Farmer Made Videos
Every video is a story, no matter how technical or mundane the subject matter. Producers of high-quality extension videos (organisations and individuals) are usually not from farming communities. Thus, they often fail to speak to communicate with farmers in a language, tone, and sensibility that they best relate to. Compounding this challenge in developing countries is the diversity in language and culture. When farmers themselves would make videos, they would be able to communicate more effectively to fellow farmers. Equally important is the fact that when it comes to videos advocating new practices, farmers find those made by fellow farmers more credible. It would be able to catch people’s attention easily and learning would also strive for a longer time. And ultimately it would help in quick learning and engaging in an activity. Moreover, it would help to spread the learning widely.
The idea here is to supplement the stream of farmer-made videos in circulation through screenings and other means, with professionally produced videos. As discussed earlier, farmer-made videos and professional productions have their own comparative advantages. For example, farmers cannot be expected to make elaborate videos covering multiple stories or multiple locations; or to track the impact of an intervention over a period of time. Besides, their ability to analyse and present new, high-tech practices and technology is limited. Professional video producers can be engaged to cover all these bases.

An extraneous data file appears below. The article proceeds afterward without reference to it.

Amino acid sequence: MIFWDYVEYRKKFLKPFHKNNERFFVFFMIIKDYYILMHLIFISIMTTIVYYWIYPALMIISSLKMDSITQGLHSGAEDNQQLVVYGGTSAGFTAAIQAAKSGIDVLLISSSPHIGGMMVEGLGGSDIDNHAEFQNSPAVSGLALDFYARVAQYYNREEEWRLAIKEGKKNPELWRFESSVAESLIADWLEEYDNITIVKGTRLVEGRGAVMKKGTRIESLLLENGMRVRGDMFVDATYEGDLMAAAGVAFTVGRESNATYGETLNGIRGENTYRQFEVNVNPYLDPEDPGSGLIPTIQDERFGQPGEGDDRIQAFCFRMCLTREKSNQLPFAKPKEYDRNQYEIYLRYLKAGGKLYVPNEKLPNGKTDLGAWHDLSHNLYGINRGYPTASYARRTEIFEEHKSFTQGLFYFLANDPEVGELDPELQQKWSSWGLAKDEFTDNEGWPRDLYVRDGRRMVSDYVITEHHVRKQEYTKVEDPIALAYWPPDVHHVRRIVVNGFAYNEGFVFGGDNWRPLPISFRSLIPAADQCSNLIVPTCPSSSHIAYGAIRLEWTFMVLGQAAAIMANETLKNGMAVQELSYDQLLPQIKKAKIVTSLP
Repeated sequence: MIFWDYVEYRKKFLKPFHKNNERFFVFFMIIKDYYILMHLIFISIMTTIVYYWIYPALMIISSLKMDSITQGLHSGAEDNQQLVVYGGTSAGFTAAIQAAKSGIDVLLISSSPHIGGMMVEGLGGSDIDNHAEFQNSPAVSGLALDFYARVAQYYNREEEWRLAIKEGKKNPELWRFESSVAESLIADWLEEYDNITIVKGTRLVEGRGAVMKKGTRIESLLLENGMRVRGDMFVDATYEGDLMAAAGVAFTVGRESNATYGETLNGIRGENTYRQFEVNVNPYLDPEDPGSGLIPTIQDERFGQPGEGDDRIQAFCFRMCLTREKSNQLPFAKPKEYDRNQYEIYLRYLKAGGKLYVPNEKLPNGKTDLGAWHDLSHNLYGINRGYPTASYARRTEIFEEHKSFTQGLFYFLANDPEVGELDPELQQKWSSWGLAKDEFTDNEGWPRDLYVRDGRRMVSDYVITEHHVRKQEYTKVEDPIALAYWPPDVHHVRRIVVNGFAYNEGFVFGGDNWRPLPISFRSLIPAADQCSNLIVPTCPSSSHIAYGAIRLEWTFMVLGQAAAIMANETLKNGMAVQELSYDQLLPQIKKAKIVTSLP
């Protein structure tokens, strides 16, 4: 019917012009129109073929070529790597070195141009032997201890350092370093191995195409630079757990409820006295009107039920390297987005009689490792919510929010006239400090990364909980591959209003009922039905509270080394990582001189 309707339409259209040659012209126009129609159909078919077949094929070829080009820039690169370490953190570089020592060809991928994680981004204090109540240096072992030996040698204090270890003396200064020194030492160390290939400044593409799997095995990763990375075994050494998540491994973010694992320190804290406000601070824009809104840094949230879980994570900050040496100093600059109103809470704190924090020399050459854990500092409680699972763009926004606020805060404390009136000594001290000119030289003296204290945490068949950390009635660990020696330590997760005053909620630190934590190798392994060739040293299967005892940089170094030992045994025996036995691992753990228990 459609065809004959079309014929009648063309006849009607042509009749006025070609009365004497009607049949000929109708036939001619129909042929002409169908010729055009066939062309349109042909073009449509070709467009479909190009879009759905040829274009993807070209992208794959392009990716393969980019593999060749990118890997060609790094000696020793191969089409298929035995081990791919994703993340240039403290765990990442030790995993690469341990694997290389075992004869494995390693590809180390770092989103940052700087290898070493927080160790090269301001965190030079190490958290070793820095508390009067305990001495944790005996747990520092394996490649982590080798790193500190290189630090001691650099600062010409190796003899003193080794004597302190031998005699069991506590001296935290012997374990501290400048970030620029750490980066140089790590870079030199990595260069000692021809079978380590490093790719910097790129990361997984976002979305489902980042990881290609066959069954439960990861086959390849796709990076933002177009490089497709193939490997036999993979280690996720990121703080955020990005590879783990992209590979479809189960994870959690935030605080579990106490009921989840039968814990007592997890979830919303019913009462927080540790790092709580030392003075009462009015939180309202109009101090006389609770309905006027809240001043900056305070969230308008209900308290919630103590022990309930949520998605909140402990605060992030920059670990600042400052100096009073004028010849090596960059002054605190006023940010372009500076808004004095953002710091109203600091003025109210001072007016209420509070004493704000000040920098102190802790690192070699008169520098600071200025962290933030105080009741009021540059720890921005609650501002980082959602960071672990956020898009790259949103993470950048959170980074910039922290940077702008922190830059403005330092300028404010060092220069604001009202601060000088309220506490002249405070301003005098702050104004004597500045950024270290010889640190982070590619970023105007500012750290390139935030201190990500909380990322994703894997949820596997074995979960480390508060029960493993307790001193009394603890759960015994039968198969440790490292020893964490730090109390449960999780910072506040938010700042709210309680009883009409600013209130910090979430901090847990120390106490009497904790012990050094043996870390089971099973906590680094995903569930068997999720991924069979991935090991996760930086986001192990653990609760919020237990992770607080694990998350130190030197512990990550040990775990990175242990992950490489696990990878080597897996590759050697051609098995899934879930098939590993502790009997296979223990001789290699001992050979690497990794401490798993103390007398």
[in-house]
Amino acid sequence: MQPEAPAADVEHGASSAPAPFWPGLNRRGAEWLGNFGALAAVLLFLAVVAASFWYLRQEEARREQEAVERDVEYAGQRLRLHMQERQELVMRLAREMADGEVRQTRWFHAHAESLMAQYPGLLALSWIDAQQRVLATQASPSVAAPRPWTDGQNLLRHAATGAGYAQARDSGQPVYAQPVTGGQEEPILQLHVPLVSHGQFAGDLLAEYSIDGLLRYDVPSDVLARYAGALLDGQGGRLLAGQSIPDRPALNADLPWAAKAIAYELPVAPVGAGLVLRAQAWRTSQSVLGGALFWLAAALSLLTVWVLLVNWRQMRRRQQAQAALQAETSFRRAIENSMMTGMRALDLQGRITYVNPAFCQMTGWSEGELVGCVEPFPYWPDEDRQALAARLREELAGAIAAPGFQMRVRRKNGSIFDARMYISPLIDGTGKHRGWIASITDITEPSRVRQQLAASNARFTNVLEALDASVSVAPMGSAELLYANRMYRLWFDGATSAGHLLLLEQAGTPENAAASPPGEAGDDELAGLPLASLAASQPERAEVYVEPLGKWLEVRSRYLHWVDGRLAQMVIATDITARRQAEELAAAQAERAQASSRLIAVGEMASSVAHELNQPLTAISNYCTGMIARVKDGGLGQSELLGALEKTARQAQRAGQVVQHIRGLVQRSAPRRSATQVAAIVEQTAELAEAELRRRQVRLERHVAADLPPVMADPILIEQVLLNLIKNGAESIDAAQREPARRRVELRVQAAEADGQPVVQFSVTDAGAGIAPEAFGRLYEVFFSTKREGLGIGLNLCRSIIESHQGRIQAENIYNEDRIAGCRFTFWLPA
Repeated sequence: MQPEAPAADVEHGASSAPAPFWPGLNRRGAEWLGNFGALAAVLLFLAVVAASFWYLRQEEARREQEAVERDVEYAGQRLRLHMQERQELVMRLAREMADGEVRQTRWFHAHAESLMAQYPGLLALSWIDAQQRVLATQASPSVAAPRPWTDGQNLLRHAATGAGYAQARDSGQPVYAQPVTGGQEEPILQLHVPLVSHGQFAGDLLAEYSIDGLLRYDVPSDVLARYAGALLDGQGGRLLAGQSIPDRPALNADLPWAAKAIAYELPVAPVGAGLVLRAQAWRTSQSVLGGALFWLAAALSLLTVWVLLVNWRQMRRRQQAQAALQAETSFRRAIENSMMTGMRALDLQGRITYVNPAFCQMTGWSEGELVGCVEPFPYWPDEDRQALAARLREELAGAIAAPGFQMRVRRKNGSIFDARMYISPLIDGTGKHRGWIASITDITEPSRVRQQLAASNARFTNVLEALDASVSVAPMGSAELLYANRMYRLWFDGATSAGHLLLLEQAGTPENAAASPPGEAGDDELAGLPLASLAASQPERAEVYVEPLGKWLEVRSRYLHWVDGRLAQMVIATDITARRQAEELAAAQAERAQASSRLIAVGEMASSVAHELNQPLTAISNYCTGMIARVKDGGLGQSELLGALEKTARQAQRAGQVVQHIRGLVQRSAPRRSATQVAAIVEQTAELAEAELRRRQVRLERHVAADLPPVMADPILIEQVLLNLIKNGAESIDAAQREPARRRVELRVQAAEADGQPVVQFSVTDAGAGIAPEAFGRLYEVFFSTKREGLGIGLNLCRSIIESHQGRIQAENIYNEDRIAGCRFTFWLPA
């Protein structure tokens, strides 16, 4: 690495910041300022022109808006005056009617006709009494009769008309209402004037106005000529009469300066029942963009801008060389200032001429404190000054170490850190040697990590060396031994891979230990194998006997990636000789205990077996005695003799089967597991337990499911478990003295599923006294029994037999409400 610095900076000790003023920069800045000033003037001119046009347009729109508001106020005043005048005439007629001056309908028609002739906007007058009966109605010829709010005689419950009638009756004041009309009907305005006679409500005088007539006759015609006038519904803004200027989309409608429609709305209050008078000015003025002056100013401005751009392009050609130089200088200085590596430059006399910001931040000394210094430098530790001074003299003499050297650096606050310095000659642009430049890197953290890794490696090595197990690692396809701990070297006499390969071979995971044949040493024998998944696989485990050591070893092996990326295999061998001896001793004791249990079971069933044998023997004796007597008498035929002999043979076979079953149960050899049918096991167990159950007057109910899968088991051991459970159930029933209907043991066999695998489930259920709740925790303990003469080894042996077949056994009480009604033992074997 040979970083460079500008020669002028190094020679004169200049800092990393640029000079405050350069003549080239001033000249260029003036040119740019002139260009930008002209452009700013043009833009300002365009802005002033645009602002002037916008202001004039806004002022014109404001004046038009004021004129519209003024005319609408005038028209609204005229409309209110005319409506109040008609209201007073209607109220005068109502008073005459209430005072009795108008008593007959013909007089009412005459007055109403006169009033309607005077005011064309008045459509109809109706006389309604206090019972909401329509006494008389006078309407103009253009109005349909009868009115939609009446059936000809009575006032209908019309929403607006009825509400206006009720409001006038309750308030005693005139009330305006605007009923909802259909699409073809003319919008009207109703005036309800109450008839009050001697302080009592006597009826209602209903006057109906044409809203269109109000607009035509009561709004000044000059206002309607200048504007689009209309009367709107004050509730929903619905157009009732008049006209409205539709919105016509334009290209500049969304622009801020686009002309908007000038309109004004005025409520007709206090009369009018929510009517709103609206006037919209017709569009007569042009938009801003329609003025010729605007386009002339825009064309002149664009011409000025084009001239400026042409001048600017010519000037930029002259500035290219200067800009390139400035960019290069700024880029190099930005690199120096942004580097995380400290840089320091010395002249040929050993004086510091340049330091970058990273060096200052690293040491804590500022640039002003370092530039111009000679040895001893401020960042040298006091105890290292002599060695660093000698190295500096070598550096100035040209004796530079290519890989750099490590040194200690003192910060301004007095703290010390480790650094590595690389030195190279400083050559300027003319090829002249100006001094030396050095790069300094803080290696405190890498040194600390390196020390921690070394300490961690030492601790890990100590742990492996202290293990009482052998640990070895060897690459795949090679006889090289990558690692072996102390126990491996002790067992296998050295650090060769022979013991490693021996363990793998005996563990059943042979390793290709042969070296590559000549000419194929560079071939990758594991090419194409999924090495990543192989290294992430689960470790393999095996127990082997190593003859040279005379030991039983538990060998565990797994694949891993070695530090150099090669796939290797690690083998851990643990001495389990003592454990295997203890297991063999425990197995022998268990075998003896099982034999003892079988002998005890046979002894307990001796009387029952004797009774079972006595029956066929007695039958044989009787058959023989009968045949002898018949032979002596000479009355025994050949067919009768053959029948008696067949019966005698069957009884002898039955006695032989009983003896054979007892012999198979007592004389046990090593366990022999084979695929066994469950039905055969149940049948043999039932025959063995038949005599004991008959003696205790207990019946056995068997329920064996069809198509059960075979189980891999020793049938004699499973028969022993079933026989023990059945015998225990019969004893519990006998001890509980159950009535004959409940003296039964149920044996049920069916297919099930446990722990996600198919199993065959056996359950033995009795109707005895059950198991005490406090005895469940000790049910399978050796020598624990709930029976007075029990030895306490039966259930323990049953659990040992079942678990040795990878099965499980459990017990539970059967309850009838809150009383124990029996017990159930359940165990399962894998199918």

Additionally, such videos with high production values inspire farmer producers to make better videos, and act as reference points for best practices in shooting techniques. Some such videos produced in the Green Transformation Pathways project are set to be broadcast on the agricultural programme on local media. Thus, they will help disseminate good practices from the project area to other rural communities in India. PRADAN has a great ground presence comprising CRPs. It would be best to train these CRPs to capture the good practices and share these into farmers whatsapp groups or other social media as preferred.It would help to document the good practices without interference of such support, farmers would be able to see the video according to her/his preferred time. Ultimately it would help in quick learning and engaging in an activity besides spreading the learning widely.